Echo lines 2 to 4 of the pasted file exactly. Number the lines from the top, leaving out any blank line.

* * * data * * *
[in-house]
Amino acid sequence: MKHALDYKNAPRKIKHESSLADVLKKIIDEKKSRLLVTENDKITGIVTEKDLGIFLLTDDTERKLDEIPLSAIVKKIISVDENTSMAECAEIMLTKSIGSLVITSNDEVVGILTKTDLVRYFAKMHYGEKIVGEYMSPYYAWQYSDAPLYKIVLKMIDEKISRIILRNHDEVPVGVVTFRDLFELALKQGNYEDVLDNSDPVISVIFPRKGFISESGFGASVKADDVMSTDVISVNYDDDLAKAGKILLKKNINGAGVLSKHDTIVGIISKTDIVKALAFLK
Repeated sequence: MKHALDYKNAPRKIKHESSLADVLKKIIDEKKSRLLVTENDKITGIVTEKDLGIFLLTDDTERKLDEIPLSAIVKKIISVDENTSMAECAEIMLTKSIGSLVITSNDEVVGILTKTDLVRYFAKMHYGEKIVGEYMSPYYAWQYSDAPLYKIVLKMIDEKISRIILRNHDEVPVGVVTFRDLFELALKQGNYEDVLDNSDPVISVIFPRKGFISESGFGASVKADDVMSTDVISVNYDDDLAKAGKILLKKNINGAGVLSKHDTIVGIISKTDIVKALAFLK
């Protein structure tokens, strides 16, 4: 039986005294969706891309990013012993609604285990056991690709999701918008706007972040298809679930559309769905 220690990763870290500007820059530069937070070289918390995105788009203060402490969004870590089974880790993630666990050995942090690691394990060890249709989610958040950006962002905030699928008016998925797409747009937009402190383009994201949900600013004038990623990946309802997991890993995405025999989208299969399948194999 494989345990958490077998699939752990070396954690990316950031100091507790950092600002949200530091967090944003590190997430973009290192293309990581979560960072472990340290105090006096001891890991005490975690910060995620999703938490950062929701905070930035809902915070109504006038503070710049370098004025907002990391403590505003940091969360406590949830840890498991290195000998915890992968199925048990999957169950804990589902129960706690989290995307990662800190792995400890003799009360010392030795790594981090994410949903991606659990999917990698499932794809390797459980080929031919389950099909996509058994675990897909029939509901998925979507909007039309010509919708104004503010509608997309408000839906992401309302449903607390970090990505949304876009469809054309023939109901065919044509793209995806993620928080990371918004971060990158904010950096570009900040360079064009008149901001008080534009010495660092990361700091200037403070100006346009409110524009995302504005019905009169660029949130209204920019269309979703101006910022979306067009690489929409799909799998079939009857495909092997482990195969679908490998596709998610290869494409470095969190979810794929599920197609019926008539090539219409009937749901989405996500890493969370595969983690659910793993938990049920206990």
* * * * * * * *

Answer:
Amino acid sequence: MKHALDYKNAPRKIKHESSLADVLKKIIDEKKSRLLVTENDKITGIVTEKDLGIFLLTDDTERKLDEIPLSAIVKKIISVDENTSMAECAEIMLTKSIGSLVITSNDEVVGILTKTDLVRYFAKMHYGEKIVGEYMSPYYAWQYSDAPLYKIVLKMIDEKISRIILRNHDEVPVGVVTFRDLFELALKQGNYEDVLDNSDPVISVIFPRKGFISESGFGASVKADDVMSTDVISVNYDDDLAKAGKILLKKNINGAGVLSKHDTIVGIISKTDIVKALAFLK
Repeated sequence: MKHALDYKNAPRKIKHESSLADVLKKIIDEKKSRLLVTENDKITGIVTEKDLGIFLLTDDTERKLDEIPLSAIVKKIISVDENTSMAECAEIMLTKSIGSLVITSNDEVVGILTKTDLVRYFAKMHYGEKIVGEYMSPYYAWQYSDAPLYKIVLKMIDEKISRIILRNHDEVPVGVVTFRDLFELALKQGNYEDVLDNSDPVISVIFPRKGFISESGFGASVKADDVMSTDVISVNYDDDLAKAGKILLKKNINGAGVLSKHDTIVGIISKTDIVKALAFLK
């Protein structure tokens, strides 16, 4: 039986005294969706891309990013012993609604285990056991690709999701918008706007972040298809679930559309769905 220690990763870290500007820059530069937070070289918390995105788009203060402490969004870590089974880790993630666990050995942090690691394990060890249709989610958040950006962002905030699928008016998925797409747009937009402190383009994201949900600013004038990623990946309802997991890993995405025999989208299969399948194999 494989345990958490077998699939752990070396954690990316950031100091507790950092600002949200530091967090944003590190997430973009290192293309990581979560960072472990340290105090006096001891890991005490975690910060995620999703938490950062929701905070930035809902915070109504006038503070710049370098004025907002990391403590505003940091969360406590949830840890498991290195000998915890992968199925048990999957169950804990589902129960706690989290995307990662800190792995400890003799009360010392030795790594981090994410949903991606659990999917990698499932794809390797459980080929031919389950099909996509058994675990897909029939509901998925979507909007039309010509919708104004503010509608997309408000839906992401309302449903607390970090990505949304876009469809054309023939109901065919044509793209995806993620928080990371918004971060990158904010950096570009900040360079064009008149901001008080534009010495660092990361700091200037403070100006346009409110524009995302504005019905009169660029949130209204920019269309979703101006910022979306067009690489929409799909799998079939009857495909092997482990195969679908490998596709998610290869494409470095969190979810794929599920197609019926008539090539219409009937749901989405996500890493969370595969983690659910793993938990049920206990």